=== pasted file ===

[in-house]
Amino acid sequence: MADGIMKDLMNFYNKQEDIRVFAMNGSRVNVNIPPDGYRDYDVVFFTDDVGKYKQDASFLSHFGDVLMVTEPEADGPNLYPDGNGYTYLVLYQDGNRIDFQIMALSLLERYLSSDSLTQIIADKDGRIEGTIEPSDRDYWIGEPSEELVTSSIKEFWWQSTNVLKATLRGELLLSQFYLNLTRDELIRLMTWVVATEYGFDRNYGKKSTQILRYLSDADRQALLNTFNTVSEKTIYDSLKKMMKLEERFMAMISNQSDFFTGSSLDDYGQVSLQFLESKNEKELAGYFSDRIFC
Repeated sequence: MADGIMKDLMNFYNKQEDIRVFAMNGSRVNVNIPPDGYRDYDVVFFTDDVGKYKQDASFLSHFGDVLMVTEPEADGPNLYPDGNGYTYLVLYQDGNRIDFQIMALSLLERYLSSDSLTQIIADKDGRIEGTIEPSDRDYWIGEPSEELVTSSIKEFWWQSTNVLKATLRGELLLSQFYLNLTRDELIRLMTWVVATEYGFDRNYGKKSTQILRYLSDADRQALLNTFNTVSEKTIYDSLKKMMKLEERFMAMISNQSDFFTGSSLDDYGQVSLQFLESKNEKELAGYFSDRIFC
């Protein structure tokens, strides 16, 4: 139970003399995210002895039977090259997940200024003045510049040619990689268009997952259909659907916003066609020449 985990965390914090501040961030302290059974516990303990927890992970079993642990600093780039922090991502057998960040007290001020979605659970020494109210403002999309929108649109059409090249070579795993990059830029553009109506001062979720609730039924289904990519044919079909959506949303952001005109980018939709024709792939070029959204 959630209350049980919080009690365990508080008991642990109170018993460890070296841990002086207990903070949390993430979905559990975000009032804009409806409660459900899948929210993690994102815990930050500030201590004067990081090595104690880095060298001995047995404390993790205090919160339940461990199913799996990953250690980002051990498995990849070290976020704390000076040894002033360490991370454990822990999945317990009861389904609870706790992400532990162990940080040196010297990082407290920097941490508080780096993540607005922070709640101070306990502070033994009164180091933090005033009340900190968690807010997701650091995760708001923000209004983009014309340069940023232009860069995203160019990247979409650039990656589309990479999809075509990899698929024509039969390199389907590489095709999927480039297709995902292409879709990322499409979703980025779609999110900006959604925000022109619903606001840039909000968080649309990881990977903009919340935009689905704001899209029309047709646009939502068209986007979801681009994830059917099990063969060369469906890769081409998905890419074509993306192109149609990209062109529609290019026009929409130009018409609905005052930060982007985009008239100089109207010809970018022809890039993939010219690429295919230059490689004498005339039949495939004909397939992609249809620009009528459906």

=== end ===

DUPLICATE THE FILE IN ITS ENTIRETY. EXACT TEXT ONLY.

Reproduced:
[in-house]
Amino acid sequence: MADGIMKDLMNFYNKQEDIRVFAMNGSRVNVNIPPDGYRDYDVVFFTDDVGKYKQDASFLSHFGDVLMVTEPEADGPNLYPDGNGYTYLVLYQDGNRIDFQIMALSLLERYLSSDSLTQIIADKDGRIEGTIEPSDRDYWIGEPSEELVTSSIKEFWWQSTNVLKATLRGELLLSQFYLNLTRDELIRLMTWVVATEYGFDRNYGKKSTQILRYLSDADRQALLNTFNTVSEKTIYDSLKKMMKLEERFMAMISNQSDFFTGSSLDDYGQVSLQFLESKNEKELAGYFSDRIFC
Repeated sequence: MADGIMKDLMNFYNKQEDIRVFAMNGSRVNVNIPPDGYRDYDVVFFTDDVGKYKQDASFLSHFGDVLMVTEPEADGPNLYPDGNGYTYLVLYQDGNRIDFQIMALSLLERYLSSDSLTQIIADKDGRIEGTIEPSDRDYWIGEPSEELVTSSIKEFWWQSTNVLKATLRGELLLSQFYLNLTRDELIRLMTWVVATEYGFDRNYGKKSTQILRYLSDADRQALLNTFNTVSEKTIYDSLKKMMKLEERFMAMISNQSDFFTGSSLDDYGQVSLQFLESKNEKELAGYFSDRIFC
């Protein structure tokens, strides 16, 4: 139970003399995210002895039977090259997940200024003045510049040619990689268009997952259909659907916003066609020449 985990965390914090501040961030302290059974516990303990927890992970079993642990600093780039922090991502057998960040007290001020979605659970020494109210403002999309929108649109059409090249070579795993990059830029553009109506001062979720609730039924289904990519044919079909959506949303952001005109980018939709024709792939070029959204 959630209350049980919080009690365990508080008991642990109170018993460890070296841990002086207990903070949390993430979905559990975000009032804009409806409660459900899948929210993690994102815990930050500030201590004067990081090595104690880095060298001995047995404390993790205090919160339940461990199913799996990953250690980002051990498995990849070290976020704390000076040894002033360490991370454990822990999945317990009861389904609870706790992400532990162990940080040196010297990082407290920097941490508080780096993540607005922070709640101070306990502070033994009164180091933090005033009340900190968690807010997701650091995760708001923000209004983009014309340069940023232009860069995203160019990247979409650039990656589309990479999809075509990899698929024509039969390199389907590489095709999927480039297709995902292409879709990322499409979703980025779609999110900006959604925000022109619903606001840039909000968080649309990881990977903009919340935009689905704001899209029309047709646009939502068209986007979801681009994830059917099990063969060369469906890769081409998905890419074509993306192109149609990209062109529609290019026009929409130009018409609905005052930060982007985009008239100089109207010809970018022809890039993939010219690429295919230059490689004498005339039949495939004909397939992609249809620009009528459906």